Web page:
Starlin Castro is a very good player. As Cubs fans, we are very lucky because he is a homegrown talent who signed a team-friendly contract extension; which makes him young, cheap, and under long-term control. I know all of these things are true because people constantly say them.
On sports radio, on team broadcasts, and around the figurative “water cooler” in offices among the vast expanses of Cubdom, one can hear those sentiments being stated as fact.
I don’t care much for accepting, at face value, that which the majority believes is true, so I wanted to dig deeper into not only the quantifiable baseball measures of Castro as a player, but also the economic value of the contract under which he plays. Is it true that Castro is a young, cheap, elite player under long-term control?
Well, certainly he is young, and certainly he has elite talent. At age 25, Castro has been in the majors for nearly five full seasons (740 games prior to 2015) and he has been named to three All-Star teams (2011, 2012, 2014). Twice he has had full-season batting averages over .300 (2010 and 2011), and has led the NL in hits in a full season (2011 with 207 hits).
He steals some bases, (in 2012 he swiped 25 bags, but only had 13 combined over the following two seasons), and his stated goal is to steal even more.
Castro has moderate power, (ten or more home runs in every year except his rookie season) and he drives in some runs. He has slashed .284/.325/.410 with an OPS of .735 for his career, and the trend line may be angled upward as he produced his highest career slugging percentage in 2014 (.438).
What does all of this mean? It means that among shortstops, Castro is a very good hitter. Setting aside 2013 (which was a very bad year for him, and far from his career trend lines), Castro routinely finishes in the top ten for hits, batting average, home runs, RBI, slugging percentage, OBP, and OPS among his positional peers.
There are flaws to Castro’s game, without question. His defense is basically replacement-level. Depending on the exact metrics one uses, there is a case to be made that he is either slightly better or slightly worse than league average at the position.
While his shortcomings are well-known amongst MLB people as well as fans, Castro certainly isn’t awful defensively. His superb offensive production more than outweighs an average defensive skill set to make him a very valuable player, particularly at the right price.
We have been told repeatedly that Castro is on a team-friendly deal, but what does that really mean? Is he an inexpensive player? Is he a bargain under his current contract? Is he even playing up to his current contract? The answer is yes… and no.
Between 2010 and 2012, Castro earned a total of $1.33 million over three seasons. Obviously, he was worth far more than that amount, and was an absolute steal for the organization, as all young stars are.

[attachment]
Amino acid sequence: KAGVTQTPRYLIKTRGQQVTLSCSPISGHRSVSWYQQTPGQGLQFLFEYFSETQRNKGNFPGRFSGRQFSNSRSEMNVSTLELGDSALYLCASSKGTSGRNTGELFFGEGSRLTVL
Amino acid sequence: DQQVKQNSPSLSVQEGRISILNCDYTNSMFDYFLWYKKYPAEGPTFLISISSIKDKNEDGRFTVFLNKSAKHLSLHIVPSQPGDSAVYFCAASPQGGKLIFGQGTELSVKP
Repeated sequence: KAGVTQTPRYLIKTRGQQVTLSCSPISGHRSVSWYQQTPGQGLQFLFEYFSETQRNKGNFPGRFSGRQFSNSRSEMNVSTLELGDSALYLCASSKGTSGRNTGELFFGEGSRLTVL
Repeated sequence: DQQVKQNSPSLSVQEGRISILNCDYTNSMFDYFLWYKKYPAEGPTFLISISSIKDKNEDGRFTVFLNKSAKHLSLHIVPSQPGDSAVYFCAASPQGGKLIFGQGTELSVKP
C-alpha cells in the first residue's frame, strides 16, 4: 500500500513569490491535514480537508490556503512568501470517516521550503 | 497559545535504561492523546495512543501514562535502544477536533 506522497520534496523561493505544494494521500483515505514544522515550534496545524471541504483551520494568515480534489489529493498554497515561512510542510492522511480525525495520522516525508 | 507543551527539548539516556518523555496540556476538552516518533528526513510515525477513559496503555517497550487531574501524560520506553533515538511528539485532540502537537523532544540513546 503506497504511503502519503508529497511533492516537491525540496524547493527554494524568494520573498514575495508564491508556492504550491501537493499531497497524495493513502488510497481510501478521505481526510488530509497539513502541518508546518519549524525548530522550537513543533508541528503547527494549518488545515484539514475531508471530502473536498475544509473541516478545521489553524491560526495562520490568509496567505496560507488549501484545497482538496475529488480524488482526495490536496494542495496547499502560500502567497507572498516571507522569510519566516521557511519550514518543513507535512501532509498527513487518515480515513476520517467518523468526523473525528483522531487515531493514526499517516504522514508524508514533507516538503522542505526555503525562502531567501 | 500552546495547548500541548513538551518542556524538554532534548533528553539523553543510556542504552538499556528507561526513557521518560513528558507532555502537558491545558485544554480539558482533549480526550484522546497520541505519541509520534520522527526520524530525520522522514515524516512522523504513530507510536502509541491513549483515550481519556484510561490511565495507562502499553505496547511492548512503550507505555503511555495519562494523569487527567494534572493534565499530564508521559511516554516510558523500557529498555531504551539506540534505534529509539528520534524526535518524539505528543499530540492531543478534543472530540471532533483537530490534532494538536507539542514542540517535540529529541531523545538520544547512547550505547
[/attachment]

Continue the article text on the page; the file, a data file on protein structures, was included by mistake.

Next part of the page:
In August 2012, Castro signed a seven-year extension which bought out his four arbitration years with club options for 2020 and 2021. The results have been mixed, thus far.
In 2013 and 2014, Castro earned $5,857,142. Castro underplayed the new contract in 2013, but greatly outplayed it in 2014. This season, he gets a $1 million raise to $6.857 million, with another $1 million raise next year, and a $2 million increase in 2017. The 2018 and 2019 seasons each provide for $1 million dollar increases, making the total value of the 7-year extension $60 million. These “salary figures” level and smooth the $6 million signing bonus that was given pre-2013 to cover each year of the contract except the option years.
In today’s era of inflated salaries, Castro is the 11th most highly paid shortstop in baseball. In light of his consistent top-ten offensive performance, this seems more than fair to me, even acknowledging the rather pedestrian defensive abilities. Considering how difficult offense is to find among middle infielders today, Castro is an excellent value at his 2015 salary figure.
In order for him to remain an excellent value as the escalators built into his contract push his average salary north of $10 million between 2017 and 2019, Castro’s offensive production will have to increase. This is a player in his prime who theoretically should continue to get better offensively, but how much better can we reasonably expect?
It will be interesting to see his power totals for this season as they can confirm or invalidate an apparent trend towards increasing home run totals. The rest of his offensive game, though, seems consistent and repeatable (setting aside 2013, which appears to be an aberration), and I think it is fair to expect similar production at a minimum. If his production stays true to his trend lines without notable improvement, Castro’s contract begins to look much more like one that is simply fair rather than a deep value..
For his career, Castro has an average WARP of 2.76, but that includes the aberrant 2013 figure of zero which appears to be an outlier. If we toss that number and toss out his highest WARP year (4.4 in 2011) in the interests of data integrity, his average WARP is 3.13. That means that he is currently producing one WARP for every $2.2 million million in salary, which is a bargain when compared to league average for veterans. League-wide in 2014, the top 10 veteran shortstops (by WARP), aside from Castro, earned on average, $3.25 million per WARP.